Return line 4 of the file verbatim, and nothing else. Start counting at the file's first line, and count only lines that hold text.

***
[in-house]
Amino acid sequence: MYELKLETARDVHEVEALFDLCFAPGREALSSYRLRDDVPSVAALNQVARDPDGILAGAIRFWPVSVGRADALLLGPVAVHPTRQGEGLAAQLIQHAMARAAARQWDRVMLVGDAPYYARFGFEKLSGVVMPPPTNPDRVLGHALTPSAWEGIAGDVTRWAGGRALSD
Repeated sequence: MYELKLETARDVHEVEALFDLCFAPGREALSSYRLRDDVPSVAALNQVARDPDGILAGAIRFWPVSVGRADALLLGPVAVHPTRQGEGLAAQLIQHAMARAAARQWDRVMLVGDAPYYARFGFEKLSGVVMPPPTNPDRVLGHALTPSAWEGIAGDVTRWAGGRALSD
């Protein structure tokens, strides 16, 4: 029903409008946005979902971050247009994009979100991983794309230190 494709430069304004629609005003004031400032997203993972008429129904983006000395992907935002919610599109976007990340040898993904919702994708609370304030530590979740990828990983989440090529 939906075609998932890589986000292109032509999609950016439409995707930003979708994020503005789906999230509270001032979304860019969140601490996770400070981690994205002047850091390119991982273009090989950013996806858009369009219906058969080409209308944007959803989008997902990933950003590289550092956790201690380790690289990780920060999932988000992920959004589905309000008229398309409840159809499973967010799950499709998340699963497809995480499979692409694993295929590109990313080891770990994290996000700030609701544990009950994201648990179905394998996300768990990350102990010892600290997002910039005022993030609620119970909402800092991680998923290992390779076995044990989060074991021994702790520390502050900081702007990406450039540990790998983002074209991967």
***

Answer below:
């Protein structure tokens, strides 16, 4: 029903409008946005979902971050247009994009979100991983794309230190 494709430069304004629609005003004031400032997203993972008429129904983006000395992907935002919610599109976007990340040898993904919702994708609370304030530590979740990828990983989440090529 939906075609998932890589986000292109032509999609950016439409995707930003979708994020503005789906999230509270001032979304860019969140601490996770400070981690994205002047850091390119991982273009090989950013996806858009369009219906058969080409209308944007959803989008997902990933950003590289550092956790201690380790690289990780920060999932988000992920959004589905309000008229398309409840159809499973967010799950499709998340699963497809995480499979692409694993295929590109990313080891770990994290996000700030609701544990009950994201648990179905394998996300768990990350102990010892600290997002910039005022993030609620119970909402800092991680998923290992390779076995044990989060074991021994702790520390502050900081702007990406450039540990790998983002074209991967």